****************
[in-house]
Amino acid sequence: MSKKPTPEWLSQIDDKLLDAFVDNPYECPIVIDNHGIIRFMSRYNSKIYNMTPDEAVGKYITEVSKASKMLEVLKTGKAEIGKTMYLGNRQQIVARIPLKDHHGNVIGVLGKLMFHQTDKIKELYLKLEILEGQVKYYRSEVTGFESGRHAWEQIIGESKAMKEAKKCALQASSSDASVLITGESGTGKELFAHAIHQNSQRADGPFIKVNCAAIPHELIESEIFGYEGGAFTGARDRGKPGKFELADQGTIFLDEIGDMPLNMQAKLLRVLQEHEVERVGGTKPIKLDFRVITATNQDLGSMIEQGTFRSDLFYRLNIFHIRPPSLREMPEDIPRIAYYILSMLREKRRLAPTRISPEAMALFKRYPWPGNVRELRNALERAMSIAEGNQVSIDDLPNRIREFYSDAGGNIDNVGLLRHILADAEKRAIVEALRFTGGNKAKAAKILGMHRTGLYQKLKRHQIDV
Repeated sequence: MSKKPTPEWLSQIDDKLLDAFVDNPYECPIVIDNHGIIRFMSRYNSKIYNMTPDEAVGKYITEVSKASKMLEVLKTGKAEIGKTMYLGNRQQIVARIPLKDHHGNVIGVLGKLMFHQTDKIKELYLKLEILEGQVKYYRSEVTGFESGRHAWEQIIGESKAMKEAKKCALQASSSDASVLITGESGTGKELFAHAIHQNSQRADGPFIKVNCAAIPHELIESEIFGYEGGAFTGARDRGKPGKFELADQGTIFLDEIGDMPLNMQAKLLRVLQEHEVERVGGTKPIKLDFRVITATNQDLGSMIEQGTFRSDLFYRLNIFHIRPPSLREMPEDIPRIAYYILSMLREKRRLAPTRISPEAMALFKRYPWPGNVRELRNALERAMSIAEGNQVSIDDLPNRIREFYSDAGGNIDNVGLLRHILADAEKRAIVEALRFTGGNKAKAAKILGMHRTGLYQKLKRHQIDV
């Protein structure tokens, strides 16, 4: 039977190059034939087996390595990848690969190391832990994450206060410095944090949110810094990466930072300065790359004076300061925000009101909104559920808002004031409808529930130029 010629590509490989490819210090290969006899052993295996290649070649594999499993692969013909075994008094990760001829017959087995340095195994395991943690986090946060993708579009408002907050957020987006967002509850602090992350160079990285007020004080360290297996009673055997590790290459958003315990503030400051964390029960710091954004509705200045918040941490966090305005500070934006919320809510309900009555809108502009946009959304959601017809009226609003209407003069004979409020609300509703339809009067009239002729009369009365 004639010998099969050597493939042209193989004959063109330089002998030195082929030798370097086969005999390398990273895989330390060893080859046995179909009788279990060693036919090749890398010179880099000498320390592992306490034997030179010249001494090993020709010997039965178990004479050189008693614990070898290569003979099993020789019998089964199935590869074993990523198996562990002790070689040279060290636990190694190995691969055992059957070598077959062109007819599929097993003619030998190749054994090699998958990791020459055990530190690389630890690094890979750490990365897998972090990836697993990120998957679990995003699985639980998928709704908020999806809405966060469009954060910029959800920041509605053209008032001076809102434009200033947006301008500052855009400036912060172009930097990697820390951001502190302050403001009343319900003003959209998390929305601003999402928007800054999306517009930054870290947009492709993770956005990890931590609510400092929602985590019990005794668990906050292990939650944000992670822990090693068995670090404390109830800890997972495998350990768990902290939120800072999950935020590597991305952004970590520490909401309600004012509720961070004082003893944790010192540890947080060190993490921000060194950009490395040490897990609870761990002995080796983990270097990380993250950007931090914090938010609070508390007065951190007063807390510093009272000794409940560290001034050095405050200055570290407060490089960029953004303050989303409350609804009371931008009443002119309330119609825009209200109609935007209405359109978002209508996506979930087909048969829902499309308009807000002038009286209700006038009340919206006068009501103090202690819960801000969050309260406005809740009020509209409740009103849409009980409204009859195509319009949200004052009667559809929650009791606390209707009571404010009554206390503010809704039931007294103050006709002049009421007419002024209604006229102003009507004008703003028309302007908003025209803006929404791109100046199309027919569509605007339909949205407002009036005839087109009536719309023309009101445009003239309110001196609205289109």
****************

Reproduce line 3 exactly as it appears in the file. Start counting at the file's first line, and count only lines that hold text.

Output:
Repeated sequence: MSKKPTPEWLSQIDDKLLDAFVDNPYECPIVIDNHGIIRFMSRYNSKIYNMTPDEAVGKYITEVSKASKMLEVLKTGKAEIGKTMYLGNRQQIVARIPLKDHHGNVIGVLGKLMFHQTDKIKELYLKLEILEGQVKYYRSEVTGFESGRHAWEQIIGESKAMKEAKKCALQASSSDASVLITGESGTGKELFAHAIHQNSQRADGPFIKVNCAAIPHELIESEIFGYEGGAFTGARDRGKPGKFELADQGTIFLDEIGDMPLNMQAKLLRVLQEHEVERVGGTKPIKLDFRVITATNQDLGSMIEQGTFRSDLFYRLNIFHIRPPSLREMPEDIPRIAYYILSMLREKRRLAPTRISPEAMALFKRYPWPGNVRELRNALERAMSIAEGNQVSIDDLPNRIREFYSDAGGNIDNVGLLRHILADAEKRAIVEALRFTGGNKAKAAKILGMHRTGLYQKLKRHQIDV